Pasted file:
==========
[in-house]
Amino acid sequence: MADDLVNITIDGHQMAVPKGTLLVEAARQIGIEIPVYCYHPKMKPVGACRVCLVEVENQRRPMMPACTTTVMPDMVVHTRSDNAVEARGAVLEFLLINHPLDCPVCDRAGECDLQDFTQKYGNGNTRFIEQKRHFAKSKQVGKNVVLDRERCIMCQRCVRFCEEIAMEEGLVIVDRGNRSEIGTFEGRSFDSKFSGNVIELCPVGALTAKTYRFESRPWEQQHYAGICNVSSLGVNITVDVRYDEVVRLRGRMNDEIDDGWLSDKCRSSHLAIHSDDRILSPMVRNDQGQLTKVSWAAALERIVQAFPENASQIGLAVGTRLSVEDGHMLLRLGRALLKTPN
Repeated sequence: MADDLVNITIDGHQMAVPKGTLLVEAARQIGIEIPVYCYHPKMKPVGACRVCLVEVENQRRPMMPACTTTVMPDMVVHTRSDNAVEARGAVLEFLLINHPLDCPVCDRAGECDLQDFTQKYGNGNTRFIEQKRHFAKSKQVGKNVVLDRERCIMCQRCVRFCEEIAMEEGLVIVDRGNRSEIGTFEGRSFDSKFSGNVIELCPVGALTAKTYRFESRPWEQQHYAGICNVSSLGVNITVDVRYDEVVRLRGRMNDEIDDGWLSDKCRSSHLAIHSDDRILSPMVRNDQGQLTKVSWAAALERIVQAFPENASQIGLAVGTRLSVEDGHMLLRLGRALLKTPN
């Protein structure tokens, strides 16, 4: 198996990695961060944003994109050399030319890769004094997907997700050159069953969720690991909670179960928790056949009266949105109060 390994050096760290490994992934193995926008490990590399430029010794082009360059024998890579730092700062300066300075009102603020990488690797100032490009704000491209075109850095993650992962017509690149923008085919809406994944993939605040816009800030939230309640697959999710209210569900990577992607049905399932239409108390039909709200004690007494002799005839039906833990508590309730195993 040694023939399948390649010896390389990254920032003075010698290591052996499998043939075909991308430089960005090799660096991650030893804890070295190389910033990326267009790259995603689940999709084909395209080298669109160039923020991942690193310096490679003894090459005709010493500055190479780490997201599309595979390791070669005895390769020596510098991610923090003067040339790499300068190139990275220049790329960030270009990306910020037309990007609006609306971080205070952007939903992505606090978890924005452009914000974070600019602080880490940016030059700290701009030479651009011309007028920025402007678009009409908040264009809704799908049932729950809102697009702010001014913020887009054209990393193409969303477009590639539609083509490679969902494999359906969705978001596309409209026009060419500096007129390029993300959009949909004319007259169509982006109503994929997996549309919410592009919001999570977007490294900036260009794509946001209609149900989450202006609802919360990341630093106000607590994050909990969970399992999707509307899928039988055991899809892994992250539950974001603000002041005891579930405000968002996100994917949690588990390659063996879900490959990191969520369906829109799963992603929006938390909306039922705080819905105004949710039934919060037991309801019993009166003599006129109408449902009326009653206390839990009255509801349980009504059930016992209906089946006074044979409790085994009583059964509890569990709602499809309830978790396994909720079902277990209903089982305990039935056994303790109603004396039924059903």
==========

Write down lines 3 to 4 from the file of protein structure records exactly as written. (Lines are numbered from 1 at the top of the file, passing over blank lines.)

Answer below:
Repeated sequence: MADDLVNITIDGHQMAVPKGTLLVEAARQIGIEIPVYCYHPKMKPVGACRVCLVEVENQRRPMMPACTTTVMPDMVVHTRSDNAVEARGAVLEFLLINHPLDCPVCDRAGECDLQDFTQKYGNGNTRFIEQKRHFAKSKQVGKNVVLDRERCIMCQRCVRFCEEIAMEEGLVIVDRGNRSEIGTFEGRSFDSKFSGNVIELCPVGALTAKTYRFESRPWEQQHYAGICNVSSLGVNITVDVRYDEVVRLRGRMNDEIDDGWLSDKCRSSHLAIHSDDRILSPMVRNDQGQLTKVSWAAALERIVQAFPENASQIGLAVGTRLSVEDGHMLLRLGRALLKTPN
């Protein structure tokens, strides 16, 4: 198996990695961060944003994109050399030319890769004094997907997700050159069953969720690991909670179960928790056949009266949105109060 390994050096760290490994992934193995926008490990590399430029010794082009360059024998890579730092700062300066300075009102603020990488690797100032490009704000491209075109850095993650992962017509690149923008085919809406994944993939605040816009800030939230309640697959999710209210569900990577992607049905399932239409108390039909709200004690007494002799005839039906833990508590309730195993 040694023939399948390649010896390389990254920032003075010698290591052996499998043939075909991308430089960005090799660096991650030893804890070295190389910033990326267009790259995603689940999709084909395209080298669109160039923020991942690193310096490679003894090459005709010493500055190479780490997201599309595979390791070669005895390769020596510098991610923090003067040339790499300068190139990275220049790329960030270009990306910020037309990007609006609306971080205070952007939903992505606090978890924005452009914000974070600019602080880490940016030059700290701009030479651009011309007028920025402007678009009409908040264009809704799908049932729950809102697009702010001014913020887009054209990393193409969303477009590639539609083509490679969902494999359906969705978001596309409209026009060419500096007129390029993300959009949909004319007259169509982006109503994929997996549309919410592009919001999570977007490294900036260009794509946001209609149900989450202006609802919360990341630093106000607590994050909990969970399992999707509307899928039988055991899809892994992250539950974001603000002041005891579930405000968002996100994917949690588990390659063996879900490959990191969520369906829109799963992603929006938390909306039922705080819905105004949710039934919060037991309801019993009166003599006129109408449902009326009653206390839990009255509801349980009504059930016992209906089946006074044979409790085994009583059964509890569990709602499809309830978790396994909720079902277990209903089982305990039935056994303790109603004396039924059903």